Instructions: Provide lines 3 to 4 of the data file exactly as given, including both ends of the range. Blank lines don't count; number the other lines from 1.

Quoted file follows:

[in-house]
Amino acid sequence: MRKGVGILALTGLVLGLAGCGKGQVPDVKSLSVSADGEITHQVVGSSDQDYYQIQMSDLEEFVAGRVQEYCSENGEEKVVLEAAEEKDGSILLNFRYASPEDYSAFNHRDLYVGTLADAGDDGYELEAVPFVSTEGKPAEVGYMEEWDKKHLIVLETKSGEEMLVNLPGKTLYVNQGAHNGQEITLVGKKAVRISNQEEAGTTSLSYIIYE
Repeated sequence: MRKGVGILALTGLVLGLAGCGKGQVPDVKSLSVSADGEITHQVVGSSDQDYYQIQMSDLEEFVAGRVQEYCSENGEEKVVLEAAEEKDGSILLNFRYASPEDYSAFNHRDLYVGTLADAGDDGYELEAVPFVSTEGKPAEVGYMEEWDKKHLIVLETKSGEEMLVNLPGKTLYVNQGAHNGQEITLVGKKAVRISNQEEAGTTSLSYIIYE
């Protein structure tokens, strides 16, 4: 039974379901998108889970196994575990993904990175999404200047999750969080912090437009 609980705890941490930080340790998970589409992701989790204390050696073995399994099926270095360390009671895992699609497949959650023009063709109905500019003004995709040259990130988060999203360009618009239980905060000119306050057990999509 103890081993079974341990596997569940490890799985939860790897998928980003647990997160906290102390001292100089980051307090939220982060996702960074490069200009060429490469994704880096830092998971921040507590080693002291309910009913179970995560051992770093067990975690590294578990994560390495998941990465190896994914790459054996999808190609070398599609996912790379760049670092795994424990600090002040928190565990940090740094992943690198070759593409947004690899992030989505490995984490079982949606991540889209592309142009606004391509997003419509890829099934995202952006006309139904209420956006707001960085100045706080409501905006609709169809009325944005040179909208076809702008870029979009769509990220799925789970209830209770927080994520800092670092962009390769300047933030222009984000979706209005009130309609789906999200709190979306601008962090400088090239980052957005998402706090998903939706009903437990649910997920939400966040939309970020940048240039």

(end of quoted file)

Repeated sequence: MRKGVGILALTGLVLGLAGCGKGQVPDVKSLSVSADGEITHQVVGSSDQDYYQIQMSDLEEFVAGRVQEYCSENGEEKVVLEAAEEKDGSILLNFRYASPEDYSAFNHRDLYVGTLADAGDDGYELEAVPFVSTEGKPAEVGYMEEWDKKHLIVLETKSGEEMLVNLPGKTLYVNQGAHNGQEITLVGKKAVRISNQEEAGTTSLSYIIYE
């Protein structure tokens, strides 16, 4: 039974379901998108889970196994575990993904990175999404200047999750969080912090437009 609980705890941490930080340790998970589409992701989790204390050696073995399994099926270095360390009671895992699609497949959650023009063709109905500019003004995709040259990130988060999203360009618009239980905060000119306050057990999509 103890081993079974341990596997569940490890799985939860790897998928980003647990997160906290102390001292100089980051307090939220982060996702960074490069200009060429490469994704880096830092998971921040507590080693002291309910009913179970995560051992770093067990975690590294578990994560390495998941990465190896994914790459054996999808190609070398599609996912790379760049670092795994424990600090002040928190565990940090740094992943690198070759593409947004690899992030989505490995984490079982949606991540889209592309142009606004391509997003419509890829099934995202952006006309139904209420956006707001960085100045706080409501905006609709169809009325944005040179909208076809702008870029979009769509990220799925789970209830209770927080994520800092670092962009390769300047933030222009984000979706209005009130309609789906999200709190979306601008962090400088090239980052957005998402706090998903939706009903437990649910997920939400966040939309970020940048240039």